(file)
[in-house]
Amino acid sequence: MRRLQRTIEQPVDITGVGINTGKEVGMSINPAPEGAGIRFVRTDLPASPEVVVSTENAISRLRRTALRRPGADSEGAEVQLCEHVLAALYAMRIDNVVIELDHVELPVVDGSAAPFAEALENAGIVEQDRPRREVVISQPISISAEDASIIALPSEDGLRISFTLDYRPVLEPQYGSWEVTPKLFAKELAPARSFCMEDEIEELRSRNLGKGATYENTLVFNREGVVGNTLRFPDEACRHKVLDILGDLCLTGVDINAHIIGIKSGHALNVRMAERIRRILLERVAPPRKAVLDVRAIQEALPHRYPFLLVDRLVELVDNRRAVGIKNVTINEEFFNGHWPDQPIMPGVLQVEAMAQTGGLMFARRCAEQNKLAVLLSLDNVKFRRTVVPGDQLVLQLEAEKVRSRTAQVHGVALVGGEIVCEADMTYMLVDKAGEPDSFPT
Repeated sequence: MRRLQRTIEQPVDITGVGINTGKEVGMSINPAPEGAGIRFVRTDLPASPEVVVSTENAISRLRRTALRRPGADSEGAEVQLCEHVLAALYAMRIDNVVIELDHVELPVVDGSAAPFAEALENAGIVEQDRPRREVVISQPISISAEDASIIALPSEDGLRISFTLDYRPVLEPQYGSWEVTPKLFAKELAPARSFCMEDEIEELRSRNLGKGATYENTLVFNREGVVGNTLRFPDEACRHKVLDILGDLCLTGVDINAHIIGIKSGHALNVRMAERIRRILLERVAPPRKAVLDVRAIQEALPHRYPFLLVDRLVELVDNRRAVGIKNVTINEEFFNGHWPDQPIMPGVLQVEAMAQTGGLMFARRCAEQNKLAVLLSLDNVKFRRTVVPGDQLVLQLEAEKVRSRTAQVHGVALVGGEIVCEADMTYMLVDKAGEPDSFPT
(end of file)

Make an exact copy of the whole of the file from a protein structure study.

[in-house]
Amino acid sequence: MRRLQRTIEQPVDITGVGINTGKEVGMSINPAPEGAGIRFVRTDLPASPEVVVSTENAISRLRRTALRRPGADSEGAEVQLCEHVLAALYAMRIDNVVIELDHVELPVVDGSAAPFAEALENAGIVEQDRPRREVVISQPISISAEDASIIALPSEDGLRISFTLDYRPVLEPQYGSWEVTPKLFAKELAPARSFCMEDEIEELRSRNLGKGATYENTLVFNREGVVGNTLRFPDEACRHKVLDILGDLCLTGVDINAHIIGIKSGHALNVRMAERIRRILLERVAPPRKAVLDVRAIQEALPHRYPFLLVDRLVELVDNRRAVGIKNVTINEEFFNGHWPDQPIMPGVLQVEAMAQTGGLMFARRCAEQNKLAVLLSLDNVKFRRTVVPGDQLVLQLEAEKVRSRTAQVHGVALVGGEIVCEADMTYMLVDKAGEPDSFPT
Repeated sequence: MRRLQRTIEQPVDITGVGINTGKEVGMSINPAPEGAGIRFVRTDLPASPEVVVSTENAISRLRRTALRRPGADSEGAEVQLCEHVLAALYAMRIDNVVIELDHVELPVVDGSAAPFAEALENAGIVEQDRPRREVVISQPISISAEDASIIALPSEDGLRISFTLDYRPVLEPQYGSWEVTPKLFAKELAPARSFCMEDEIEELRSRNLGKGATYENTLVFNREGVVGNTLRFPDEACRHKVLDILGDLCLTGVDINAHIIGIKSGHALNVRMAERIRRILLERVAPPRKAVLDVRAIQEALPHRYPFLLVDRLVELVDNRRAVGIKNVTINEEFFNGHWPDQPIMPGVLQVEAMAQTGGLMFARRCAEQNKLAVLLSLDNVKFRRTVVPGDQLVLQLEAEKVRSRTAQVHGVALVGGEIVCEADMTYMLVDKAGEPDSFPT